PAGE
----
Recommends it for: dog lovers
Shelves: animal-related
This book explores the world from a dogs perspective. Coren moves through each sense and draws on research to explain to the reader how dogs perceive the world differently. The book was easy to read and enjoyable, but some of the author's interpretation of research has been called into question.
Dogs aren't color blind. They have 2/3 of the cones that we have and can distinguish blue from a field of grass for example, but not red or orange.

Dogs have been genetically evolved to be much closer to being human than their ancestors. It's not inaccurate to attribute human like qualities to them, ie, "It's just a dog" has little scientific basis. It's only been relatively recent, 1990's that the public is better informed in this way.
Plato was more accurate on the subject than the common perso
This book took me damned near FOREVER to read. It's fairly densely packed and takes a little while to digest everything that Coren is telling you. He writes exceptionally well and discusses not only scientific theories and behavior theories, but also anecdotes from his own life and from the lives of others. The book begins by discussing the dog's 5 senses and how they differ from human beings. Through this I learned that humans see and taste better than dogs, while they hear and smell better tha ...more
Feb 12, 2009 Weavre rated it 3 of 5 stars
Recommended to Weavre by: browsing OFL's shelves online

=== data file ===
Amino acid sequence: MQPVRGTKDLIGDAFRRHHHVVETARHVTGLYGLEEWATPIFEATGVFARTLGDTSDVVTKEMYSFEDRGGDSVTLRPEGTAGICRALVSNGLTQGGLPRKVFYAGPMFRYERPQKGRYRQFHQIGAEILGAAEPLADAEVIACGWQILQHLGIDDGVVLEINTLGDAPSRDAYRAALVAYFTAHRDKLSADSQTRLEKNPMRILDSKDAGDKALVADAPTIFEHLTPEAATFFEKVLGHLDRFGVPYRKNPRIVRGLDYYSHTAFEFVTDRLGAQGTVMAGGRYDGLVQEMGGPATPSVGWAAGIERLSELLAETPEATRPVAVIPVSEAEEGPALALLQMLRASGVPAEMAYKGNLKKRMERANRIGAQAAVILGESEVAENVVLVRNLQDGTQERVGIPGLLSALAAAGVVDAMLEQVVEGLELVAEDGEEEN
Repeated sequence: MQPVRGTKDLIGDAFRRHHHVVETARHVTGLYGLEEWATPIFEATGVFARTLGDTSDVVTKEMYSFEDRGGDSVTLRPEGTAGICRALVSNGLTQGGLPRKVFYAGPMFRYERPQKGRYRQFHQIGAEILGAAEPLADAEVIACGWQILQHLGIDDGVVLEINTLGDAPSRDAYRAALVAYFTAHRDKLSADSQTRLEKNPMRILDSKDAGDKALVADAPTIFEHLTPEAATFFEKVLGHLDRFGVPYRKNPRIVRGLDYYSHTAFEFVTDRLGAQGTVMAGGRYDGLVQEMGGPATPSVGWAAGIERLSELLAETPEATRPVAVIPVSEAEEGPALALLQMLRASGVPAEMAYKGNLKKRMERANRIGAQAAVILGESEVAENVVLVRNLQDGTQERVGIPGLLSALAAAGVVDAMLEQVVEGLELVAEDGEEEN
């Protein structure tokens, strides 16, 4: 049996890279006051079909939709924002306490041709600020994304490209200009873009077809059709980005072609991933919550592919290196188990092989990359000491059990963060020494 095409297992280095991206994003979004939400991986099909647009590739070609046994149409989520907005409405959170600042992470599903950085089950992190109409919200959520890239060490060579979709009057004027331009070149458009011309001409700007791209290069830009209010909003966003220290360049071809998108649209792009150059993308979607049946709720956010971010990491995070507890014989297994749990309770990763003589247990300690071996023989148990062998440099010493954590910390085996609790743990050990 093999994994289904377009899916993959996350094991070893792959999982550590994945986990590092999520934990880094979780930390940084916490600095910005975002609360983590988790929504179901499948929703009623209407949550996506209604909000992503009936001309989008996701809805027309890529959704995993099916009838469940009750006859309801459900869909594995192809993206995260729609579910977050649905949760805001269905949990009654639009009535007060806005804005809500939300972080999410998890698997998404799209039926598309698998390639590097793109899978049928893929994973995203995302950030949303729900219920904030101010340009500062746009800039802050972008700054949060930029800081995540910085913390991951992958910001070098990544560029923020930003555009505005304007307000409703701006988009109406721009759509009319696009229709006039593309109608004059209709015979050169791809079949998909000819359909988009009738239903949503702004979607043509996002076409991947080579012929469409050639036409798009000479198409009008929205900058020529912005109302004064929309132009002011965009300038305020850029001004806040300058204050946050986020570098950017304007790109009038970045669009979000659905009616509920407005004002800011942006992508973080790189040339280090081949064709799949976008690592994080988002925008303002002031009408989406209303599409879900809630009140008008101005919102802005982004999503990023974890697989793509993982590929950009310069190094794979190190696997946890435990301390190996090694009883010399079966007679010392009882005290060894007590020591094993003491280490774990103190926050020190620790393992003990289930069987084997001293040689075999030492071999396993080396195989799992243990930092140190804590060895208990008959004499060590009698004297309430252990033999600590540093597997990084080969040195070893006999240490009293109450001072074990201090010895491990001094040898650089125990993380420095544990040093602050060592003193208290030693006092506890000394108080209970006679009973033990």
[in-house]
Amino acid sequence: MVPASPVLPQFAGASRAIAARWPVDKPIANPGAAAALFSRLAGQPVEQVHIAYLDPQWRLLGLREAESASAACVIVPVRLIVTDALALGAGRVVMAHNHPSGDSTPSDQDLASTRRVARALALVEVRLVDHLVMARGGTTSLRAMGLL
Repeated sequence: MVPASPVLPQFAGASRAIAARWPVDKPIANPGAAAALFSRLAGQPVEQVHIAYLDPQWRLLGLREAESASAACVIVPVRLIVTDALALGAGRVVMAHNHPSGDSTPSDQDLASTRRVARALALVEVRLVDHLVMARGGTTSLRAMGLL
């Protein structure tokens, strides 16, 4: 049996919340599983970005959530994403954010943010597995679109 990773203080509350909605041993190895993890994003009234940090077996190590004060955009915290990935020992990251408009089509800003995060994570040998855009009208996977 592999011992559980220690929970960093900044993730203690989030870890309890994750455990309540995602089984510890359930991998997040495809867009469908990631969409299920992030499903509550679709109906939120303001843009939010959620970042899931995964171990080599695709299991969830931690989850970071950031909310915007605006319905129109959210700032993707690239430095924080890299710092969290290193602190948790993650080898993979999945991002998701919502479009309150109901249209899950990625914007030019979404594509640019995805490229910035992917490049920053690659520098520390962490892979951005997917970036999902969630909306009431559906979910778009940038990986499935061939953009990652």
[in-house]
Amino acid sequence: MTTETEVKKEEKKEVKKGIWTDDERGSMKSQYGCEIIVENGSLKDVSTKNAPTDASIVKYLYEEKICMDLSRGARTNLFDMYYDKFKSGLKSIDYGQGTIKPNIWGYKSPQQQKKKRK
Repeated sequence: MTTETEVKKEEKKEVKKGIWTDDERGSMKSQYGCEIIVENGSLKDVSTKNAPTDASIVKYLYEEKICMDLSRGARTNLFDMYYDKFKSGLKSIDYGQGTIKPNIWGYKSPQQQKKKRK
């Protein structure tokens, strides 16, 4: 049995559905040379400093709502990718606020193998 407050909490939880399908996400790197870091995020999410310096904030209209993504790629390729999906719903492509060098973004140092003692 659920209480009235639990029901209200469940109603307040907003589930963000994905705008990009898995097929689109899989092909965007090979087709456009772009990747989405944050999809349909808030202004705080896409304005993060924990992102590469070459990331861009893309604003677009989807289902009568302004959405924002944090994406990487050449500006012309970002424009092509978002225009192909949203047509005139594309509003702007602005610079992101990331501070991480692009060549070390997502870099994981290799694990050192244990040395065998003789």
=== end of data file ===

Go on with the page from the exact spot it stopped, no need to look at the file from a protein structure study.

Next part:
Really interesting, but not quite what I expected. Coren offers lots of detailed information about how dogs' senses work for them, exploration about how dogs learn, etc. There's also a bit of philosophical meandering into such questions as, "Do dogs have what can accurately be termed personality?" and, "Can dogs actually appreciate--or even create--art in its various forms?" I was expecting more about how dogs might view specific situations differently from humans ... that's there, to give Coren ...more
This book was great! I both enjoyed it and learned from reading it.

I think the author must have written parts of this book as separate articles because there are several places in the book where he repeats himself, almost verbatim. The "headings" within the chapters were probably added after the book was written because they don't always correctly correspond to the section they head and they tend to be "cute" which is not the style of the body of this book. Still, those are minor points. In gen
This is my second Stanley Coren book. I love how he writes about dogs. I share a lot of his opinions- mainly that dogs have feelings and intelligence, but don't have things like ESP or clairvoyance, which some people believe that they have.

He also manages to put many anecdotes and humourous stories in his books, which I enjoy.

You can learn so much from reading his books, and find so many answers to why your dog behaves the way he/she does.

I must admit that the books do occasionally become somew
Thorough. Detailed. NOT what I expected based on the title. NOT what I wanted. I wanted a bit of humour. I wanted to know why dogs do the things they do in a question/answer format. I did NOT want to read a Ph.D. dissertation on domestic dog ancestry, DNA, etc.
Apr 23, 2008 Jann rated it 4 of 5 stars  ·  review of another edition
Recommended to Jann by: Crystal Mills